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Old Slobbermouth — Locomotive 80

by Steve Swanson

This is an article by Steve Swanson on the history of the Nevada Northern locomotives. In this piece he answers where the tender that we have in the yard came from. Enjoy.
Nevada Northern engine No. 80 entered service in April 1913, now as a conventional looking 2-8-0 with a tractive effort of 36,800 lbs @ 200 psi boiler pressure. With such credentials, No. 80 likely served as the Nevada Northern main line power between East Ely and Cobre. Locomotive Nos. 20 or 21 acted as the southbound helper unless the tonnage was sufficiently heavy to require a more powerful 90-class helper engine. Locomotive No. 95, a 1914 graduate of Alco’s Brooks Works, was designated as the main line helper engine when southbound tonnage demanded increased power and as the replacement for the regular main line locomotive when it was unavailable. Engine No. 96 was used to replace engine 95 when necessary.

Although engine No. 80 had sufficient power to meet the tonnages on the Nevada Northern main line, it was both ungainly and difficult to fire. Rough riding because of its high center of gravity (formerly offset by the weight of the water in the now removed side tanks), the engine swayed so severely on rough track that it was restricted to 20 mph on the main line. According to the late Vern Pugh, a long time Nevada Northern boilermaker, if No. 80 was working hard, the water tended to foam over and the engine would lose steam pressure. The engine would have to stop until the steam pressure could be built up. According to Pugh, “No. 80, a saturated steam engine, was called ‘Old Slobbermouth’ as a result of its penchant to foam over.”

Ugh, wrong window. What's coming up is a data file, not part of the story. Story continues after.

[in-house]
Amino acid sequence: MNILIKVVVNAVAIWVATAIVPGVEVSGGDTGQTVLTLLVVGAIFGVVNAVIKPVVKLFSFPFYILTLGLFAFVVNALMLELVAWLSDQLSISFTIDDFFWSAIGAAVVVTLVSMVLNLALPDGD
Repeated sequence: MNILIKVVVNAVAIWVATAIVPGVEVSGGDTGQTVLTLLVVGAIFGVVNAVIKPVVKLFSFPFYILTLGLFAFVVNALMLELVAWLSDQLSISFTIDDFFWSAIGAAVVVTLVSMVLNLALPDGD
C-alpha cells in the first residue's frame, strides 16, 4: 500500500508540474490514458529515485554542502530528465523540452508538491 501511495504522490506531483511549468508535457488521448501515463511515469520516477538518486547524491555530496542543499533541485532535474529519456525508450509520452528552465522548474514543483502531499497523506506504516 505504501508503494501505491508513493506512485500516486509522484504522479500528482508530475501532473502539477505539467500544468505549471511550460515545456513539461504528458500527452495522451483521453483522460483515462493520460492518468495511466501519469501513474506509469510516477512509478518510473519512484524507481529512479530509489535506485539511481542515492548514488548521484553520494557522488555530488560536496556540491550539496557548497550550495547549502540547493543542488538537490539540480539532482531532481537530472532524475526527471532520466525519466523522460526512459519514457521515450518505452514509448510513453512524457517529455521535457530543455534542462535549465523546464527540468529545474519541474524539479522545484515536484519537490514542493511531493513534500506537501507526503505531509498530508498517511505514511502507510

World War I brought an unprecedented demand for copper resulting in the purchase of three new locomotives (Nos. 95, 96, and 81) and one used locomotive (No. 97) to meet the increased business. Early in 1917, as No. 80 came due for major repairs, the Nevada Northern took delivery of No.81, a new, modern, superheated 2-8-0 turned out by Baldwin Locomotive Works in April 1917. No. 81 was about the same size as No. 80 and therefore deemed adequate for Nevada Northern main line service.

When No. 81 entered service, it was probably only a few years before No. 80 was largely restricted to suburban duties at McGill, Copper Flat, Ruth, and Kimberly, in large measure because of its poor steaming, riding, and tracking capabilities and its 20 mph speed restriction on the main line. Moreover, after 1918, the copper market became so depressed that Nevada Con shutdown operations from January 1921 until May 1922 and canceled the Ruth-Kimberly and McGill mixed train. No. 80 was generally relegated to moving cars delivered to East Ely by the main line local to Ruth, Copper Flat, and Kimberly and pushing cars left by the local at McGill Jct. up to the yard at the McGill depot.